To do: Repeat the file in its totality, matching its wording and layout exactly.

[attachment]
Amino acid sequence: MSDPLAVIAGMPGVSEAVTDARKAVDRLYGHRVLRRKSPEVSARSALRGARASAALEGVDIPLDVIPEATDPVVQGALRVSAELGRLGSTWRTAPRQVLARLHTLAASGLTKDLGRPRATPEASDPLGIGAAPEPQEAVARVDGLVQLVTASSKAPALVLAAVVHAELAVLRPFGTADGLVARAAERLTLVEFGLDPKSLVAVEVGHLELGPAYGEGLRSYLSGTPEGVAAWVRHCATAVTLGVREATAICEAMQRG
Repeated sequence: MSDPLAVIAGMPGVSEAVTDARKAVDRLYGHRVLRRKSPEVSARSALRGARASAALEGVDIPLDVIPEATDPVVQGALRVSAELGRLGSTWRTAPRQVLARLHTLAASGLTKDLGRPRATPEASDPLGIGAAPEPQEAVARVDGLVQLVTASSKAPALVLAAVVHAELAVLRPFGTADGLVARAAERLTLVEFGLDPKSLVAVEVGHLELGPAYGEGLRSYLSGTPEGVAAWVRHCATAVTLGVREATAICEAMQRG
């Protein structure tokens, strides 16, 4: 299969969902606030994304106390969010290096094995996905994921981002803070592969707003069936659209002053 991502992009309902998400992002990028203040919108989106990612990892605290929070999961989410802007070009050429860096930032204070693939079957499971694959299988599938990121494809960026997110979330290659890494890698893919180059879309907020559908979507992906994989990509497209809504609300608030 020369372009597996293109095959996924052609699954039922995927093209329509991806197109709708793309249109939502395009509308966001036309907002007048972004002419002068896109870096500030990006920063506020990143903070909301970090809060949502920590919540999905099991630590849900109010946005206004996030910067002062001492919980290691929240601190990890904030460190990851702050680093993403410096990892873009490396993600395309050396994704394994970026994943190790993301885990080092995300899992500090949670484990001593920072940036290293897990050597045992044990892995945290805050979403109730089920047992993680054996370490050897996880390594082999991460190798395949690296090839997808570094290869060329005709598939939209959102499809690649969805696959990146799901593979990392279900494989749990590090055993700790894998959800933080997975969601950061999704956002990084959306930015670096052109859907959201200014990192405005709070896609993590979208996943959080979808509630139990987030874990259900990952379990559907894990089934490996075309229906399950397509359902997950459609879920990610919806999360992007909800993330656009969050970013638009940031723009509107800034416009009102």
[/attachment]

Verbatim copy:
Amino acid sequence: MSDPLAVIAGMPGVSEAVTDARKAVDRLYGHRVLRRKSPEVSARSALRGARASAALEGVDIPLDVIPEATDPVVQGALRVSAELGRLGSTWRTAPRQVLARLHTLAASGLTKDLGRPRATPEASDPLGIGAAPEPQEAVARVDGLVQLVTASSKAPALVLAAVVHAELAVLRPFGTADGLVARAAERLTLVEFGLDPKSLVAVEVGHLELGPAYGEGLRSYLSGTPEGVAAWVRHCATAVTLGVREATAICEAMQRG
Repeated sequence: MSDPLAVIAGMPGVSEAVTDARKAVDRLYGHRVLRRKSPEVSARSALRGARASAALEGVDIPLDVIPEATDPVVQGALRVSAELGRLGSTWRTAPRQVLARLHTLAASGLTKDLGRPRATPEASDPLGIGAAPEPQEAVARVDGLVQLVTASSKAPALVLAAVVHAELAVLRPFGTADGLVARAAERLTLVEFGLDPKSLVAVEVGHLELGPAYGEGLRSYLSGTPEGVAAWVRHCATAVTLGVREATAICEAMQRG
């Protein structure tokens, strides 16, 4: 299969969902606030994304106390969010290096094995996905994921981002803070592969707003069936659209002053 991502992009309902998400992002990028203040919108989106990612990892605290929070999961989410802007070009050429860096930032204070693939079957499971694959299988599938990121494809960026997110979330290659890494890698893919180059879309907020559908979507992906994989990509497209809504609300608030 020369372009597996293109095959996924052609699954039922995927093209329509991806197109709708793309249109939502395009509308966001036309907002007048972004002419002068896109870096500030990006920063506020990143903070909301970090809060949502920590919540999905099991630590849900109010946005206004996030910067002062001492919980290691929240601190990890904030460190990851702050680093993403410096990892873009490396993600395309050396994704394994970026994943190790993301885990080092995300899992500090949670484990001593920072940036290293897990050597045992044990892995945290805050979403109730089920047992993680054996370490050897996880390594082999991460190798395949690296090839997808570094290869060329005709598939939209959102499809690649969805696959990146799901593979990392279900494989749990590090055993700790894998959800933080997975969601950061999704956002990084959306930015670096052109859907959201200014990192405005709070896609993590979208996943959080979808509630139990987030874990259900990952379990559907894990089934490996075309229906399950397509359902997950459609879920990610919806999360992007909800993330656009969050970013638009940031723009509107800034416009009102």